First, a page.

…Some alternate identities may insist that they do not inhabit the same body or that suicide or self-injury would have no effect on them; they may even think they can kill off the “others.” This is an extreme form of dissociative denial, sometimes called delusional separateness.

It may take many sessions to erode this delusion of separateness, because this belief may hold back painful, powerful cognitions, affects, conflicts, and memory material.

from Guidelines for Treating Dissociative Identity Disorder in Adults, Third Revision

I was an extreme case

Mateo thought he could be ‘himself’ full time in VR.

Mateo was willing to destroy us.

Bobby responded by staging an execution of Mateo in a series of images called The Performance Review:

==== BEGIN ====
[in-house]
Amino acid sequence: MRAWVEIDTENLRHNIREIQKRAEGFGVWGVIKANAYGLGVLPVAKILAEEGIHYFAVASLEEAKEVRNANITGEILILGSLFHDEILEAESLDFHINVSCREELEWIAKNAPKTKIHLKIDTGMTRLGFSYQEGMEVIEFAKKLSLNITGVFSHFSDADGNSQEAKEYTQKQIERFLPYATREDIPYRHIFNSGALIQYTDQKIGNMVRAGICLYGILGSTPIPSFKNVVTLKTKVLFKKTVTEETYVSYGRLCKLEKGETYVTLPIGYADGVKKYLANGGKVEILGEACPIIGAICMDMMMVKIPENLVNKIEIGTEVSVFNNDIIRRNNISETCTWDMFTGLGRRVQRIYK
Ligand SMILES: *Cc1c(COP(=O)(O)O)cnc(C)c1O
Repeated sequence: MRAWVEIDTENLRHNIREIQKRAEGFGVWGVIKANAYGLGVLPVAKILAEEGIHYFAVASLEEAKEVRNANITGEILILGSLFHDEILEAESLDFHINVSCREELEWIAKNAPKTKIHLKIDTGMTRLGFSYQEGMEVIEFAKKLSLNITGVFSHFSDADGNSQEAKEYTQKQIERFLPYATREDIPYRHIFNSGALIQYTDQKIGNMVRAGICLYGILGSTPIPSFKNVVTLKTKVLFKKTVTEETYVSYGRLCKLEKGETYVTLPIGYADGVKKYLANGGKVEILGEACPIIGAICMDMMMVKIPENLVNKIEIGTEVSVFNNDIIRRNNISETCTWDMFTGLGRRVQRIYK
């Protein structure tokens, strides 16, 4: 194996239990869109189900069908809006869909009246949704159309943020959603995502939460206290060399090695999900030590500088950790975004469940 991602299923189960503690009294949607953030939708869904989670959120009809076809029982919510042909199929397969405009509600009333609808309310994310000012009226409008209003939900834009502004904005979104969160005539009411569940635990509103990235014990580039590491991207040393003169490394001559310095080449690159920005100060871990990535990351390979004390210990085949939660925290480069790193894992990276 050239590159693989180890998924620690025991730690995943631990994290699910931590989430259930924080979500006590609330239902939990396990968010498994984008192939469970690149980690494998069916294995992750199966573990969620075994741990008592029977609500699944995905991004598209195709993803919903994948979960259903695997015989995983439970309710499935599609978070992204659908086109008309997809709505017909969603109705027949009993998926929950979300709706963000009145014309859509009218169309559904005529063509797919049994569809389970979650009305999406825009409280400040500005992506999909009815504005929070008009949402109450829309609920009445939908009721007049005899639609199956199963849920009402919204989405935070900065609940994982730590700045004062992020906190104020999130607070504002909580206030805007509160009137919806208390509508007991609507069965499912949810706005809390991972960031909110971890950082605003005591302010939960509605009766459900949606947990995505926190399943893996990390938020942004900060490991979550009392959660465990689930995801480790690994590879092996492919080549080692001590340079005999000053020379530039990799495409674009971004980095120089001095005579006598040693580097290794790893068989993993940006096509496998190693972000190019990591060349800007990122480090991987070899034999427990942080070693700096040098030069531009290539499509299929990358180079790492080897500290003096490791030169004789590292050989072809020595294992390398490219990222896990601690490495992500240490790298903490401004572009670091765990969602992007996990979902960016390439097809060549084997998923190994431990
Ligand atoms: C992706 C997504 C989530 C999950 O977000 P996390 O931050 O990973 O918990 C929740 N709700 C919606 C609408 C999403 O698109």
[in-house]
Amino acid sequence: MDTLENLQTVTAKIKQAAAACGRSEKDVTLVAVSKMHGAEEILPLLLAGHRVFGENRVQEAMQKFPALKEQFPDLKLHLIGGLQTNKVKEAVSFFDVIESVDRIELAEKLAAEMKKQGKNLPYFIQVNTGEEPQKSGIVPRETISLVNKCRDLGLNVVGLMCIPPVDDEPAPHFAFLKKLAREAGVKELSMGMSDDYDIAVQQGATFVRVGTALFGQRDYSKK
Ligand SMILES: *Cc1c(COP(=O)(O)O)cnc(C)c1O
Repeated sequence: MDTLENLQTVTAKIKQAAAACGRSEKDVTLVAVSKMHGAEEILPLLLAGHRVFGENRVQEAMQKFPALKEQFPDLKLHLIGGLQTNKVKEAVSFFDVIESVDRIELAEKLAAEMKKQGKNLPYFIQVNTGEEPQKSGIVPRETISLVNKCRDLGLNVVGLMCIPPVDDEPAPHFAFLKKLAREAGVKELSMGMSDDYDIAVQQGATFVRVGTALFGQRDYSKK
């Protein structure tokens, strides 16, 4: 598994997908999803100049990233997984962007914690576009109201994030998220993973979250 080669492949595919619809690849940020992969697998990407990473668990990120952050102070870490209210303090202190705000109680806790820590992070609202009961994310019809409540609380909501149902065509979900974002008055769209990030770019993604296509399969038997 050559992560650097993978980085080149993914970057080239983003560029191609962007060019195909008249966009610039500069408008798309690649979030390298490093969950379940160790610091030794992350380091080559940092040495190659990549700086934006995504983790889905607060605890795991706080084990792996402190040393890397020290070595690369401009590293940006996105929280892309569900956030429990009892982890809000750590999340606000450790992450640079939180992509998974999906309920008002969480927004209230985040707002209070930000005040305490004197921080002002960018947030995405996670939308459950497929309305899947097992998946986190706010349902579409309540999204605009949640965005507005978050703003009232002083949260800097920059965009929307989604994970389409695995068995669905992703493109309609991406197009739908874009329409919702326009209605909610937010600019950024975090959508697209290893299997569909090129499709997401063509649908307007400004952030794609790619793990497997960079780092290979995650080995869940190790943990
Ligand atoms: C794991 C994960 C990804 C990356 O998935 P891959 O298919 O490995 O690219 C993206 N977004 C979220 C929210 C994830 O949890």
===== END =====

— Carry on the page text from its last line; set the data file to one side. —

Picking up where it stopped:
Digital photograph made in VR of a murdered avatar
Bobby executes Mateo in a panel from a series of photos called The Performance Review.

“The goal of treatment for DID is integrated functioning, with eventual merger or fusion of the alternate personalities or at least a maximal level of cooperative and integrated functioning. Effective therapy focuses on the alternate personality system as a whole rather than on specific alternate personalities. The therapist must emphasize the adaptive role and validity of all personalities and encourage the patient to find adaptive ways to accommodate the wishes and needs of all personalities…”

The Rational Treatment of Dissociative Identity Disorder

Hullaba Lulu

I usually avoid collaborations with other bloggers because I can’t guarantee all of me will agree.

Making the illustrations for Teagan Geneviene’s Hullaba Lulu was Sara’s idea.

Sara wanted a fresh reason to play dress up.

Sara gave Bobby the role of Valentino.

Valentino, Lulu and Tom Driberg

She gave Mateo the role of Tom Driberg.

Matthew became Gramps and Tesla

A portrait of an avatar named Gramps
Gramps

 

VR image of an avatar to represent Tesla
Tesla